Paying Taxes and Those Who Avoid It!
Posted on December 3, 2019
Following various Twitter and Facebook groups, I am quite surprised how many assumptions people make about tax and tax avoidance.
I guess that most people are PAYE (Pay As You Earn) so they don’t really have to know the tax affairs of businesses. I have seen some people claim that corporate giants pay no tax at all, whilst others say Jeremy Corbyn is making it all up when he says companies are avoiding it.
What is a Tax Haven?
A tax haven is a country that has very lenient and, in some cases, non-existent tax laws. There are several tax havens around the world. These include The British Virgin Islands, Bermuda, The Cayman Islands and Dominica amongst others.
Tax laws in each location vary from as low as 2% and in some cases bugger all. The British Virgin Islands for instance, has no corporate tax, estate tax, inheritance tax, gift tax or sales tax, and it has an effective income tax rate of zero.
What Do Tax Havens Provide?
So, what do they do? Well, Tax havens provide legal offshore banking to foreign businesses (for an arranged fee). This allows them to avoid paying income taxes in their countries of residence. So, for example, a blue-chip corporation might establish an offshore subsidiary in say, the Cayman Islands. They then direct all sales through the subsidiary rather than through the parent company based in the UK.
The company in The Cayman Islands (a shell company) then earns the annual profits and is subject to those tax laws rather than the UK. So, in Layman’s terms (or should I say Cayman’s terms) Instead of being subject to UK. Corporation Tax (19%) profits are subject to the Cayman Islands rates.
It’s Legal Though!
It’s not illegal but it is as immoral as fuck. Some political parties (the current Labour Party) want it smashed and for these people to pay up, whilst others (Tories) would happily leave it be. This is because the Conservative party has been infiltrated by people who benefit from tax avoidance.
MP’s such as Jacob-Rees Mogg and several multi-million-pound Conservative donors are heavily involved in tax avoidance. At present, there are no laws to stop donations from tax avoiders or indeed to stop them becoming MP’s. Our last PM for instance (Theresa May, remember her?) had a husband whose employer advised on how to avoid tax.
Whatever your political colour, someone who aggressively avoids tax due to the HMRC should, surely, not be allowed to be an MP and political parties should be barred from taking donations from companies avoiding corporation tax.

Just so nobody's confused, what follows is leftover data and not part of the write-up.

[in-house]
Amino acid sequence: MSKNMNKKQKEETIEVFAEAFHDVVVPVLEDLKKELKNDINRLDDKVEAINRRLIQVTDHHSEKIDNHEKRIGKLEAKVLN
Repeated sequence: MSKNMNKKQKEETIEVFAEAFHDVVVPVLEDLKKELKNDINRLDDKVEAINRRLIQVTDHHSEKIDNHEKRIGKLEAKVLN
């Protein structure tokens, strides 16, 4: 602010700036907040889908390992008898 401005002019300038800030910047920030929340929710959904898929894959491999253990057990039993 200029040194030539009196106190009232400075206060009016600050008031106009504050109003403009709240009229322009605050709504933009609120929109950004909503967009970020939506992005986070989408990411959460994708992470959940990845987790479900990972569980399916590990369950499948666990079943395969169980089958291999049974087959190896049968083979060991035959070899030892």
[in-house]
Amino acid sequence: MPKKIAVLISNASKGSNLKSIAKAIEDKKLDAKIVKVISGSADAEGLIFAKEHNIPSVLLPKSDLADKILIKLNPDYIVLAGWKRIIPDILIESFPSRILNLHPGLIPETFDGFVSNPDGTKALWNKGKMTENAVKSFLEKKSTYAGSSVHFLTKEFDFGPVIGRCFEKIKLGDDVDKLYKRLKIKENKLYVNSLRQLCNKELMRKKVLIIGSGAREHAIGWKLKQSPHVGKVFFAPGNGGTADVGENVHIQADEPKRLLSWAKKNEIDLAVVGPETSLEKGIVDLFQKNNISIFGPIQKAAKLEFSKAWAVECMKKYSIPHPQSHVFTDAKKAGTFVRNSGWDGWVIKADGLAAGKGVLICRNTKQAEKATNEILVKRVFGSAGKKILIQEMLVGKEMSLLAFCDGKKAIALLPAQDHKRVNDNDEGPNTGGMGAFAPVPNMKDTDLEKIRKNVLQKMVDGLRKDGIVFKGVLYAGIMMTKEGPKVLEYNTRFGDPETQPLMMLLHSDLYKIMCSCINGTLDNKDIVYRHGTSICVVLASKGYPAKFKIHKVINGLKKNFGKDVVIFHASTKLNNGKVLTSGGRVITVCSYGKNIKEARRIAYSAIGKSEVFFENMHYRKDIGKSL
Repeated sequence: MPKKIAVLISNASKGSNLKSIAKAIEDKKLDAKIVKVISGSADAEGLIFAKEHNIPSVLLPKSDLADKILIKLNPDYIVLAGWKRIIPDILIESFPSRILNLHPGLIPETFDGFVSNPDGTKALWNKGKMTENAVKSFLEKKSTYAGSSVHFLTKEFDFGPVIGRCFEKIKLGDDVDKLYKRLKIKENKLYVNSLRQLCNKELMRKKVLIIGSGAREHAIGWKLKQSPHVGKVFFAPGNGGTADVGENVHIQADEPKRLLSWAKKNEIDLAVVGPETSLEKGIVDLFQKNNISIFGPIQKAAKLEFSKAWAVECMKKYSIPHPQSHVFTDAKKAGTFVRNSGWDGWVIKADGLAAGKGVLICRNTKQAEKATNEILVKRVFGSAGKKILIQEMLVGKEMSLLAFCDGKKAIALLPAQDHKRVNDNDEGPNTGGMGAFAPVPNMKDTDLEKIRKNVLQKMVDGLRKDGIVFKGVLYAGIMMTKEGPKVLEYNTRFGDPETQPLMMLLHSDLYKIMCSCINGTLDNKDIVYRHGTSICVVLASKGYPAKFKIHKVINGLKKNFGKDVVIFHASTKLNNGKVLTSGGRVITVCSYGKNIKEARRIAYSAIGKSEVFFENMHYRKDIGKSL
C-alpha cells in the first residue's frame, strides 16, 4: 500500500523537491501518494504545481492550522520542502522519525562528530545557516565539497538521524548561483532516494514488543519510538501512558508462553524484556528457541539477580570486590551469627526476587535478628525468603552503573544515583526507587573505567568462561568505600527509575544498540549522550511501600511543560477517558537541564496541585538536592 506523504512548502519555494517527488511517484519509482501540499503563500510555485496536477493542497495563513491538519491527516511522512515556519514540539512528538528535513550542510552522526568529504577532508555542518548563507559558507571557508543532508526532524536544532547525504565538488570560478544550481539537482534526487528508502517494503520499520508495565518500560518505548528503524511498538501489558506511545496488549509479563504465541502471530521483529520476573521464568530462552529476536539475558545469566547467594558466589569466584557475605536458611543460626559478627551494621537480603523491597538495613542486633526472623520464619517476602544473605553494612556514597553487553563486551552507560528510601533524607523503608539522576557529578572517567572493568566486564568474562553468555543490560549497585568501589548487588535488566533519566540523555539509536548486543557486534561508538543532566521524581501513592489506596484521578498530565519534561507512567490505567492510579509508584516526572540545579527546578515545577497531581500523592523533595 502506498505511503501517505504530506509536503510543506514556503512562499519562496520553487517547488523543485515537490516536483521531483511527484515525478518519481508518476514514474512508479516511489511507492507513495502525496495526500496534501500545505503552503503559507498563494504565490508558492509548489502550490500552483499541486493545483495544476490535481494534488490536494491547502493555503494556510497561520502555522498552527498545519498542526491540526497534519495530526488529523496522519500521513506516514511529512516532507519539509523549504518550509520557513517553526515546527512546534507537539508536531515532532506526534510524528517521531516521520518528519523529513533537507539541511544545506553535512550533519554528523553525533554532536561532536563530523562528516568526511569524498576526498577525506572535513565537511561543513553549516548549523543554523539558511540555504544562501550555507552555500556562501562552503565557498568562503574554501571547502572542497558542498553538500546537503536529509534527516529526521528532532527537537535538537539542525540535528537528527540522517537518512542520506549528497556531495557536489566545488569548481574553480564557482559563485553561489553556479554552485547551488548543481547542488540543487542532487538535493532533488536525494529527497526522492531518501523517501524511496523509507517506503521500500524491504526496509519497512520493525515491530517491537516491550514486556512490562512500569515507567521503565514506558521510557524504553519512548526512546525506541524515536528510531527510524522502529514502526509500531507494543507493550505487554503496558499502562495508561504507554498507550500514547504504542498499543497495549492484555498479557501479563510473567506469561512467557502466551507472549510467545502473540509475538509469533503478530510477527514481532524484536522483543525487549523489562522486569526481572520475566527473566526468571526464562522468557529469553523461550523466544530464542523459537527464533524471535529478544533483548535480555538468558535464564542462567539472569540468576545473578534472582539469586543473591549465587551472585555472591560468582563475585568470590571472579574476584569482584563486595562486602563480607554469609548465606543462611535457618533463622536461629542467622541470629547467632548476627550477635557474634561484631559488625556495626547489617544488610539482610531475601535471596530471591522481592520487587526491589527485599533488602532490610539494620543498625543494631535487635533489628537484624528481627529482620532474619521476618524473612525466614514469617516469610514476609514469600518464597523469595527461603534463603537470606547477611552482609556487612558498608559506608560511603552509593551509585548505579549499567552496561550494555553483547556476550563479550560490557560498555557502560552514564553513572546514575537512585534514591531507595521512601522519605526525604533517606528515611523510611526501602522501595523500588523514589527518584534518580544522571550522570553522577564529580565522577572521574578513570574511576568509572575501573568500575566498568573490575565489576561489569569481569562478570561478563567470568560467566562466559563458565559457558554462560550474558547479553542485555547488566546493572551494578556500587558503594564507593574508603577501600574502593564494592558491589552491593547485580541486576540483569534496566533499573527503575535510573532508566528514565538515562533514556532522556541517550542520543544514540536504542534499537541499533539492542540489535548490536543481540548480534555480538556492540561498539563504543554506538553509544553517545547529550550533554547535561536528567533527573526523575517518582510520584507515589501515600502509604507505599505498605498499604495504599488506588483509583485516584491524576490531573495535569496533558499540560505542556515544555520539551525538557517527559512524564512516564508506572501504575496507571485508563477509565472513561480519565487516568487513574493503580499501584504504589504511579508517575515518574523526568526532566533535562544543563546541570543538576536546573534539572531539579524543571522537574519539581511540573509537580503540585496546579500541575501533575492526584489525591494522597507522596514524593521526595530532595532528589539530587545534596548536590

Tell me if I am wrong?
To add to this, The Mail, The Express, The Sun, The Times and The Telegraph are all owned by tax avoidance barons who are allowed far too much influence in the political system. Having a political bias is one thing, having a bias aimed at ripping off the HMRC is another.
Can We Stop It?
The next question is this. Do we just accept that is the way it is, or do we try to do something about it?
The EU is trying (hence the hatred in the above-named newspapers) but are
already coming up against opposition from countries like Ireland and Luxembourg
who have low corporation tax rates. The EU 2020 Tax Avoidance Regulations have
been the driving force (along with deregulation) behind Brexit, so there would
be some irony if they failed. You would probably see Rees-Mogg change his mind.
Jeremy Corbyn seems to think he has a plan in place to call a halt to the gravy train and rebuild the economy around the billions of revenues corporation tax will bring in. Bold and audacious maybe, but how realistic are the challenges his government would face? These companies won’t go down without a fight, that’s for sure.
However, many businesses like mine are pissed off. As a limited company, we file our accounts in April and pay our corporation tax in January. Most of us do it, not with a beaming smile but because it is our duty. I don’t pay much as I only have a small business, but I feel like I have done my bit when I do.
Then a few days into February, we read about Facebook, Google, Amazon,
Starbucks, Dell, Apple and so on, doing deals with the HMRC where they pay what
they decide is due and the HMRC can either lump it or try to get it from The Cayman
Islands. These companies think paying 19% Corporation Tax is taking the piss.
This leaves us with a conundrum. Do we just accept it and vote for a political party swimming in cash that has avoided corporation tax? Or do we vote for a party who are saying they are going to have a go at get that money in.
Call me a champion of the underdog if you wish, but I know where my vote is going. It’s not that I think Corbyn is a Messiah, it is more a case of having had enough of being taken the piss out of.
I couldn’t give a toss if he once tried to broker peace with the IRA; that’s a politicians job.